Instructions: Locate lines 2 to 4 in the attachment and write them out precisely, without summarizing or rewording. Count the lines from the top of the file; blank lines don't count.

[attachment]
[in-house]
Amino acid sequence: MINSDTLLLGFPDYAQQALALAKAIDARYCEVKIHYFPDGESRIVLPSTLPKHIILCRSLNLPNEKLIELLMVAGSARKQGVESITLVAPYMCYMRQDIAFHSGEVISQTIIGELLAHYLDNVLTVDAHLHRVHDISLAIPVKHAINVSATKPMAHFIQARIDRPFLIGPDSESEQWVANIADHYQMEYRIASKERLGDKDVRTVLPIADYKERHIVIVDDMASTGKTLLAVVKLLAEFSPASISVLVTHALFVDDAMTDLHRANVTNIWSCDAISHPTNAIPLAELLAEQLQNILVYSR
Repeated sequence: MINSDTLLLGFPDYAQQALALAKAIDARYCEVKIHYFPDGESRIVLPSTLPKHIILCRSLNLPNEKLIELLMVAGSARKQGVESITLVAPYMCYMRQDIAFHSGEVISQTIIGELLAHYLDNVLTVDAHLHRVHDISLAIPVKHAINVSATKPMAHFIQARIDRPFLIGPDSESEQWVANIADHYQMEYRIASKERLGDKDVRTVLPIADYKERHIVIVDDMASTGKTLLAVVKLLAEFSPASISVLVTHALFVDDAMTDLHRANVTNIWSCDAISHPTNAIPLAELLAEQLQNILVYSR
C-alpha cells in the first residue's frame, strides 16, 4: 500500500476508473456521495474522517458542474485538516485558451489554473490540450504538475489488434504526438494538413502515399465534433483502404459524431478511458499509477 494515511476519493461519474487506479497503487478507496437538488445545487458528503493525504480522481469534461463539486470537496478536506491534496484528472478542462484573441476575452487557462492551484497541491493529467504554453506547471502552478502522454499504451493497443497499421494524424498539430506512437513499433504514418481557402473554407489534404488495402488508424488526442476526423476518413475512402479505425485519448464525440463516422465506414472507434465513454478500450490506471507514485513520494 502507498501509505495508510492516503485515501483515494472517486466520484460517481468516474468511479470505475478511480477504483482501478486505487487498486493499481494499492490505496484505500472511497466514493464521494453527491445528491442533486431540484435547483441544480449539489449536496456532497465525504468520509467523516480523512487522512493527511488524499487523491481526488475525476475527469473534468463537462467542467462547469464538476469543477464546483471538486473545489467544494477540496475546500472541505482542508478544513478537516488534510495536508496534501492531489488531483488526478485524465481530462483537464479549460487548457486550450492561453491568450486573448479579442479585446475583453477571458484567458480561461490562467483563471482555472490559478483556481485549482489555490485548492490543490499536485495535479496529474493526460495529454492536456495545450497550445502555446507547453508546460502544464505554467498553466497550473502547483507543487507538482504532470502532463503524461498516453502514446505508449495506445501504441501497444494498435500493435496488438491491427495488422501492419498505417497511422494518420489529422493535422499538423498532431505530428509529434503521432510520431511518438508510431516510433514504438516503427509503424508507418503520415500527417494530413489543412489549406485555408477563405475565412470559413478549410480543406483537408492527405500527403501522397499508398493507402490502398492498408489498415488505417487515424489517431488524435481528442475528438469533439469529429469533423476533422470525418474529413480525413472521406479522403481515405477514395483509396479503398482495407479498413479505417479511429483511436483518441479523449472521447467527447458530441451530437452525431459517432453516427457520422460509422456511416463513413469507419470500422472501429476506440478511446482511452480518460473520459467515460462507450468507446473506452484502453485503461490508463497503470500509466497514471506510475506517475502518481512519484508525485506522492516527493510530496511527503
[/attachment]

Amino acid sequence: MINSDTLLLGFPDYAQQALALAKAIDARYCEVKIHYFPDGESRIVLPSTLPKHIILCRSLNLPNEKLIELLMVAGSARKQGVESITLVAPYMCYMRQDIAFHSGEVISQTIIGELLAHYLDNVLTVDAHLHRVHDISLAIPVKHAINVSATKPMAHFIQARIDRPFLIGPDSESEQWVANIADHYQMEYRIASKERLGDKDVRTVLPIADYKERHIVIVDDMASTGKTLLAVVKLLAEFSPASISVLVTHALFVDDAMTDLHRANVTNIWSCDAISHPTNAIPLAELLAEQLQNILVYSR
Repeated sequence: MINSDTLLLGFPDYAQQALALAKAIDARYCEVKIHYFPDGESRIVLPSTLPKHIILCRSLNLPNEKLIELLMVAGSARKQGVESITLVAPYMCYMRQDIAFHSGEVISQTIIGELLAHYLDNVLTVDAHLHRVHDISLAIPVKHAINVSATKPMAHFIQARIDRPFLIGPDSESEQWVANIADHYQMEYRIASKERLGDKDVRTVLPIADYKERHIVIVDDMASTGKTLLAVVKLLAEFSPASISVLVTHALFVDDAMTDLHRANVTNIWSCDAISHPTNAIPLAELLAEQLQNILVYSR
C-alpha cells in the first residue's frame, strides 16, 4: 500500500476508473456521495474522517458542474485538516485558451489554473490540450504538475489488434504526438494538413502515399465534433483502404459524431478511458499509477 494515511476519493461519474487506479497503487478507496437538488445545487458528503493525504480522481469534461463539486470537496478536506491534496484528472478542462484573441476575452487557462492551484497541491493529467504554453506547471502552478502522454499504451493497443497499421494524424498539430506512437513499433504514418481557402473554407489534404488495402488508424488526442476526423476518413475512402479505425485519448464525440463516422465506414472507434465513454478500450490506471507514485513520494 502507498501509505495508510492516503485515501483515494472517486466520484460517481468516474468511479470505475478511480477504483482501478486505487487498486493499481494499492490505496484505500472511497466514493464521494453527491445528491442533486431540484435547483441544480449539489449536496456532497465525504468520509467523516480523512487522512493527511488524499487523491481526488475525476475527469473534468463537462467542467462547469464538476469543477464546483471538486473545489467544494477540496475546500472541505482542508478544513478537516488534510495536508496534501492531489488531483488526478485524465481530462483537464479549460487548457486550450492561453491568450486573448479579442479585446475583453477571458484567458480561461490562467483563471482555472490559478483556481485549482489555490485548492490543490499536485495535479496529474493526460495529454492536456495545450497550445502555446507547453508546460502544464505554467498553466497550473502547483507543487507538482504532470502532463503524461498516453502514446505508449495506445501504441501497444494498435500493435496488438491491427495488422501492419498505417497511422494518420489529422493535422499538423498532431505530428509529434503521432510520431511518438508510431516510433514504438516503427509503424508507418503520415500527417494530413489543412489549406485555408477563405475565412470559413478549410480543406483537408492527405500527403501522397499508398493507402490502398492498408489498415488505417487515424489517431488524435481528442475528438469533439469529429469533423476533422470525418474529413480525413472521406479522403481515405477514395483509396479503398482495407479498413479505417479511429483511436483518441479523449472521447467527447458530441451530437452525431459517432453516427457520422460509422456511416463513413469507419470500422472501429476506440478511446482511452480518460473520459467515460462507450468507446473506452484502453485503461490508463497503470500509466497514471506510475506517475502518481512519484508525485506522492516527493510530496511527503